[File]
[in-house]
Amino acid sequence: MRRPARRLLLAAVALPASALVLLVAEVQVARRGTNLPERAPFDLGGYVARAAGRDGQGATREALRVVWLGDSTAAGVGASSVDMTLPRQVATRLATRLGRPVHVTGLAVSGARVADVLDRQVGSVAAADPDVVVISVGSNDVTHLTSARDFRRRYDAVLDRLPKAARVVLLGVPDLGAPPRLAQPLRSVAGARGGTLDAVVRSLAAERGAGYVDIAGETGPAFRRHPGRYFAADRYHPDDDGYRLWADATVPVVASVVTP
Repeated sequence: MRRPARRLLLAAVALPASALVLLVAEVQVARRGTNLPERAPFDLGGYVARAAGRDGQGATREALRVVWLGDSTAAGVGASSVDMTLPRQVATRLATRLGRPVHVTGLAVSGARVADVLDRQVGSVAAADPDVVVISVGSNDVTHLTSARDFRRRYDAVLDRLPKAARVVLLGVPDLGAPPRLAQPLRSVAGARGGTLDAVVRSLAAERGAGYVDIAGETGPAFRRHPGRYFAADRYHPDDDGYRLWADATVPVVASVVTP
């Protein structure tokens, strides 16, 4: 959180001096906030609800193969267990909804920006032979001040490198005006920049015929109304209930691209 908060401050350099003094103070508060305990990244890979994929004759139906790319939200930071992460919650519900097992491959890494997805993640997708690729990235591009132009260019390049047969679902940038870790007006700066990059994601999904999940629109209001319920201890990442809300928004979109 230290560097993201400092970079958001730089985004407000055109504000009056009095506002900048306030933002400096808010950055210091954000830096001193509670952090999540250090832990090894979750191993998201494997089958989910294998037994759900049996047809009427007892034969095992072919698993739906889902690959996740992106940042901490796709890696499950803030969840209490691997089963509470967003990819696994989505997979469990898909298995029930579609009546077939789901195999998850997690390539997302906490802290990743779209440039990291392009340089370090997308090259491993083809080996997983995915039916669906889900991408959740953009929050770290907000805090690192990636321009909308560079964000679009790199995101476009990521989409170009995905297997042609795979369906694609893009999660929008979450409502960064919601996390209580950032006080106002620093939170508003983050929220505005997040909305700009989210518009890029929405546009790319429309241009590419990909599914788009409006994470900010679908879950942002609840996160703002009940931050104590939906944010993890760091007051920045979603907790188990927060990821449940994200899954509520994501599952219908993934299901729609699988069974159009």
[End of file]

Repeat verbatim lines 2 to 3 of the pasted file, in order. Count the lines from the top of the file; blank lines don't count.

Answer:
Amino acid sequence: MRRPARRLLLAAVALPASALVLLVAEVQVARRGTNLPERAPFDLGGYVARAAGRDGQGATREALRVVWLGDSTAAGVGASSVDMTLPRQVATRLATRLGRPVHVTGLAVSGARVADVLDRQVGSVAAADPDVVVISVGSNDVTHLTSARDFRRRYDAVLDRLPKAARVVLLGVPDLGAPPRLAQPLRSVAGARGGTLDAVVRSLAAERGAGYVDIAGETGPAFRRHPGRYFAADRYHPDDDGYRLWADATVPVVASVVTP
Repeated sequence: MRRPARRLLLAAVALPASALVLLVAEVQVARRGTNLPERAPFDLGGYVARAAGRDGQGATREALRVVWLGDSTAAGVGASSVDMTLPRQVATRLATRLGRPVHVTGLAVSGARVADVLDRQVGSVAAADPDVVVISVGSNDVTHLTSARDFRRRYDAVLDRLPKAARVVLLGVPDLGAPPRLAQPLRSVAGARGGTLDAVVRSLAAERGAGYVDIAGETGPAFRRHPGRYFAADRYHPDDDGYRLWADATVPVVASVVTP